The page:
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Reviewed by:
  • Women in Southeast Asian Nationalist Movements ed. by Susan Blackburn & Helen Ting
  • Badriyah Haji Salleh
Women in Southeast Asian Nationalist Movements
Susan Blackburn & Helen Ting (editors)
Singapore: Singapore NUS Press, 2013. xi, 333 pp. ISBN 978-9971-69-674-0

Susan Blackburn and Helen Ting, who edited the twelve chapters (including the introduction and conclusion) of this book, have succeeded in highlighting the roles of women in nationalist movements in Southeast Asia. They and other researchers who wrote the chapters concerning selected women personalities in their individual states manage to bring out the different roles, approaches and motives they used to achieve their ultimate aims through their struggles that these women themselves (or the writers) perceived as nationalistic or even feminist. These women—Daw Sun of Burma, Nguyen Thi Giang from Vietnam, Suyatin Kartowiyono and Rasuna Said from Indonesia, Salud Algabrae from the Philippines, Shamsiah Fakeh, Aishah Ghani from West Malaysia and Lily Eberwein from Sarawak, Manivanh and Khamla from Laos, Rosa de Camara (Bisoi) of Timor-Leste and Zipporah Sein from the Karen state (Burma)—struggled for the independence of their countries or states and for the uplifting of women’s equal rights through social, political and military movements.

The women studied fought for the independence of their states or ‘nations’ from the colonial powers. Yet the term ‘nation’ and ‘nationalism’ varied, as depicted by the subjects themselves. Personalities like Daw Sun (Burma), Suyatin and Rasuna (Indonesia), Shamsiah and Aishah (Malaya) struggled to free their countries and nations as a whole from the colonialists. For the first time their understanding of ‘nation’ included the territories that they believed to have common similarities in their culture and traditions, such as their religion or customs. Daw Sun addressed the people of Burma as a whole irrespective of the presence of different ethnicities in the country. As did Suyatin and Rasuna in Indonesia, a large territory formerly governed by individual states and rulers, and who began to recognize only one language, Bahasa Indonesia, as the common factor that could bind the people, and used it as the official language for ‘Bangsa Indonesia’ (Indonesian nation). Similarly, Shamsiah and Aishah fought for the independence of Malaya, which was placed for the first time under one government. On the other hand, Salud Algabrae, Lily Eberwein and Zipporah Sein fought for specific entities. [End Page 111] Algabrae fought for the peasants (Sakdal) against landlordism in the Philippines, Eberwein fought against the cession of Sarawak to Britain and Zipporah Sein for the minority ethnic Karen (and the state/territory) vis-à-vis the greater Burma. Their struggles were fired up by nationalist movements in their respective countries.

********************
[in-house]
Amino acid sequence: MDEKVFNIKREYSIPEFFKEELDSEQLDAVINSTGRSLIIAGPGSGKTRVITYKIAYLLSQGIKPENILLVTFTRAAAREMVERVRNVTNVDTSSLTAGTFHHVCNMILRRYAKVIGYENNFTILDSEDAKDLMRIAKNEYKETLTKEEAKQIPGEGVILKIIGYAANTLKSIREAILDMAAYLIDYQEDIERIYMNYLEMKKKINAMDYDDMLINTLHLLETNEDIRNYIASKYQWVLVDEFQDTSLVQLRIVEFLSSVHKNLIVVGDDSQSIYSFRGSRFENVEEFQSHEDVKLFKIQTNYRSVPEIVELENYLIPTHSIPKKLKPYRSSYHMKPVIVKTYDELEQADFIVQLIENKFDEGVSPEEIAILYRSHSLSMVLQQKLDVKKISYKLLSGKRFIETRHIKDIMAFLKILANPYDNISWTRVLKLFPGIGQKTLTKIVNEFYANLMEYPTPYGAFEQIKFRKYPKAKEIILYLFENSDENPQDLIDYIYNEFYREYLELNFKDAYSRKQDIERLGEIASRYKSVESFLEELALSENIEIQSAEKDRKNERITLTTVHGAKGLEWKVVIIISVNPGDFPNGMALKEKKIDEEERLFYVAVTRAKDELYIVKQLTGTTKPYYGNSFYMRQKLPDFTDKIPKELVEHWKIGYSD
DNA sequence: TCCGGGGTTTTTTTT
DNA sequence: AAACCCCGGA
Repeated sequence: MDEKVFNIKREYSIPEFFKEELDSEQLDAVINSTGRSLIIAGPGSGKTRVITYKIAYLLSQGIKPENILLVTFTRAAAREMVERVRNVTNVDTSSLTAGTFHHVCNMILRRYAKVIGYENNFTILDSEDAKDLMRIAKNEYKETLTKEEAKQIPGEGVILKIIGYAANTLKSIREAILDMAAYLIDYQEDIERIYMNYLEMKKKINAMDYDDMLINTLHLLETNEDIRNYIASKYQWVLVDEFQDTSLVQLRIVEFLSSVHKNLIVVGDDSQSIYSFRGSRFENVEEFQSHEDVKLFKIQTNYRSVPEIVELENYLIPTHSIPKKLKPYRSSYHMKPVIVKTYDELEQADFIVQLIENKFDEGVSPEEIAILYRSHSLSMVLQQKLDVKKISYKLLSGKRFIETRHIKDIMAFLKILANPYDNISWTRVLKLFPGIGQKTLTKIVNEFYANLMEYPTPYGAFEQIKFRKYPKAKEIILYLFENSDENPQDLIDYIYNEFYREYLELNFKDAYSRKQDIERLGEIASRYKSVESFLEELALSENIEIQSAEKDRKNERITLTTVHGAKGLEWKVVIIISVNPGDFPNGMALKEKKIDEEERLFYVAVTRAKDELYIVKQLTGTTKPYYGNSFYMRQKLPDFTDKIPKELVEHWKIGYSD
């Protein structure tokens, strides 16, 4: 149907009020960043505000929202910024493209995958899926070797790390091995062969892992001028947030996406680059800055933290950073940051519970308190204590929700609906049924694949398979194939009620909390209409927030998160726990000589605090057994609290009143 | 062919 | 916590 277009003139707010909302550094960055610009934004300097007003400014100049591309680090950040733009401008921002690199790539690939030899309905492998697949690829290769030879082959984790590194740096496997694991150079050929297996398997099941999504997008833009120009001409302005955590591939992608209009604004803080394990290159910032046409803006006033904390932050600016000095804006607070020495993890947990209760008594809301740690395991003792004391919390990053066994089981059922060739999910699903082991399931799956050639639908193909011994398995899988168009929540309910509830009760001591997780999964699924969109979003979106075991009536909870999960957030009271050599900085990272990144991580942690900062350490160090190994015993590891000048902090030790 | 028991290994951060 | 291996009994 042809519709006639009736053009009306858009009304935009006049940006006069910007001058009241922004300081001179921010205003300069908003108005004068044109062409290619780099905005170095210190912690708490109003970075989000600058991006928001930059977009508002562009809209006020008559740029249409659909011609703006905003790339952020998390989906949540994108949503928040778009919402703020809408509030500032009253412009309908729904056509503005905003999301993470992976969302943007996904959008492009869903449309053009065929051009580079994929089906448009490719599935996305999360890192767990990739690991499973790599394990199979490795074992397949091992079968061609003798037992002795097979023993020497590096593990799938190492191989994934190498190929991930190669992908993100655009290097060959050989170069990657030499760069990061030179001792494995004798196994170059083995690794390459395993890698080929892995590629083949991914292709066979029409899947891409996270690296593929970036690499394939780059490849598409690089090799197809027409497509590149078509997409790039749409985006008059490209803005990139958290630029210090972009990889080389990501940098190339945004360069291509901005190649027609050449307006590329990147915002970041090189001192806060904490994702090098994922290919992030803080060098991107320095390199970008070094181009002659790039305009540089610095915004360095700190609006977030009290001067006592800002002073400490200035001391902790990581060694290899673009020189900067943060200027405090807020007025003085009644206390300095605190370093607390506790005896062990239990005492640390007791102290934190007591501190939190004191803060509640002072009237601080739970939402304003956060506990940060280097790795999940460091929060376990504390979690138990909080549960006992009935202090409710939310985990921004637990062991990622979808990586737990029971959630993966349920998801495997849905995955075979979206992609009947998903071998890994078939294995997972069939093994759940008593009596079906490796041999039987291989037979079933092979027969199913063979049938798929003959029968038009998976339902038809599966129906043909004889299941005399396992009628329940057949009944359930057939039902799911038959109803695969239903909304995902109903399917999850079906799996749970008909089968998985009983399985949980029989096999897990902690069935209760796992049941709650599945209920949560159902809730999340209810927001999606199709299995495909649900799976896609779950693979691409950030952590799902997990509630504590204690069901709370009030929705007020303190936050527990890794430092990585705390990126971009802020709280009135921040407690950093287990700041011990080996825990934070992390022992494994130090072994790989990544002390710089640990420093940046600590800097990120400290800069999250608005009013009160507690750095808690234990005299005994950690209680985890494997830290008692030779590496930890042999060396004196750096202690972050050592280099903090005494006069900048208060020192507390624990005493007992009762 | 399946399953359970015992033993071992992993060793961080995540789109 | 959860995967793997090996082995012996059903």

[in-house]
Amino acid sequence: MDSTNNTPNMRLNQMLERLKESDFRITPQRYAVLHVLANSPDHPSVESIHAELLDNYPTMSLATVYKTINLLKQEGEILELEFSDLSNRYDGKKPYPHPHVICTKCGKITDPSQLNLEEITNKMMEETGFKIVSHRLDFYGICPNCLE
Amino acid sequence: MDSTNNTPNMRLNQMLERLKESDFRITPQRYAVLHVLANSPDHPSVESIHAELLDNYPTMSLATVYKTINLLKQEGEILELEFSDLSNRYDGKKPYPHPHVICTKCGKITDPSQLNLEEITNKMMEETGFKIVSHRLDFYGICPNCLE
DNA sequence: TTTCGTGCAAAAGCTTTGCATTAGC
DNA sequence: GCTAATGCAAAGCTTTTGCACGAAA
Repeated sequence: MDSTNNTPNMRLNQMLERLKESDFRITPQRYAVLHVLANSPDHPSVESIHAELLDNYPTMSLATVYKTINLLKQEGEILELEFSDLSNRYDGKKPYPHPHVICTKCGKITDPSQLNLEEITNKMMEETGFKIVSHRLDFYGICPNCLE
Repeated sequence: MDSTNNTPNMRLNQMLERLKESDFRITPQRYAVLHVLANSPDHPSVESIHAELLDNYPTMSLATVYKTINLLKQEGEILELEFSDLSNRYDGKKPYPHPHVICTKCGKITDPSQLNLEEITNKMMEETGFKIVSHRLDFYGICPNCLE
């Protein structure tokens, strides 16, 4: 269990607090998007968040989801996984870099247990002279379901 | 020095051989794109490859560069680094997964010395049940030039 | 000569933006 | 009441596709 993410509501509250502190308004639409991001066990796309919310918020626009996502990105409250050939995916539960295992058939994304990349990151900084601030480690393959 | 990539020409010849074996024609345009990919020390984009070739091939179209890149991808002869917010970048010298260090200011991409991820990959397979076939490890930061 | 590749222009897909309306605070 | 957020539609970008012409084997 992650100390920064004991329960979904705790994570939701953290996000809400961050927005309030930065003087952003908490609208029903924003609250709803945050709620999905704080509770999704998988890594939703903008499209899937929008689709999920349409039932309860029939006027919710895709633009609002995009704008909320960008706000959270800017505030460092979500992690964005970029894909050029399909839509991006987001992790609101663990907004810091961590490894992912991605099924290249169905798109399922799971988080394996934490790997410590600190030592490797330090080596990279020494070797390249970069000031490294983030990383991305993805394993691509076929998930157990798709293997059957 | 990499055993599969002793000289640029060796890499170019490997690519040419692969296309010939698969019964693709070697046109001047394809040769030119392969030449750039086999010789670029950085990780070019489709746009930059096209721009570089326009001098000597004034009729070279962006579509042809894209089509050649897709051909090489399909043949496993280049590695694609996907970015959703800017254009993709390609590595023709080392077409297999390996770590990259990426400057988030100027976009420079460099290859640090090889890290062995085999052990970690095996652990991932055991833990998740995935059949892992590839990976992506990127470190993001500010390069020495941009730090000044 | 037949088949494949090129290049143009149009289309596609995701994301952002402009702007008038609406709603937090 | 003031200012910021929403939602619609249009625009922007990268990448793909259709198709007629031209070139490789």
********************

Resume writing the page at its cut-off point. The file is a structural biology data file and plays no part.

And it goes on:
To all the individuals studied, nationalist struggles were to free their nations from the colonial powers. But their understanding of ‘nation’ and motives for their struggles differed. Shamsiah, who was a member of the Malayan Communist Party, believed that the Malayan nation should include all communities across ethnic boundaries. Not so with Aishah, who was a member of the United Malays National Organisation (UMNO), and who felt that the ‘nation’ should be focused only on the Malays, while the non-Malays were considered as immigrants. However, Lily Eberwein—a Eurasian from Sarawak—fought to retain the Brooke family as rulers (although the Brookes themselves were British), against the state being ceded as a British colony. In Burma, Zipporah Sein, who was the Secretary General of the Karen National Union, deemed that her nationalist struggles were for the freedom of a Karen State from the Burmans whom she considered as aliens. On the other hand, Daw Sun, who believed in a greater Burma, thought that independence for her country also meant freedom from Christianization and modern Western education. To her the revival of Buddhism would protect her nation from colonization. In Timor-Leste, Rosa de Camara joined the guerrilla resistance to free the people from the colonialists as well as traditional power structures that had fossilized the people for centuries, especially the women, and blocked them from any kind of progress or development.

This book also gives us further insight into the motives of the women who participated in nationalist movements. Nguyen Thi Giang’s motives were straightforward, that is...

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Additional Information

ISSN
2180-4338
Print ISSN
0128-5483
Pages
pp. 111-114
Launched on MUSE
2014-11-21
Open Access
No
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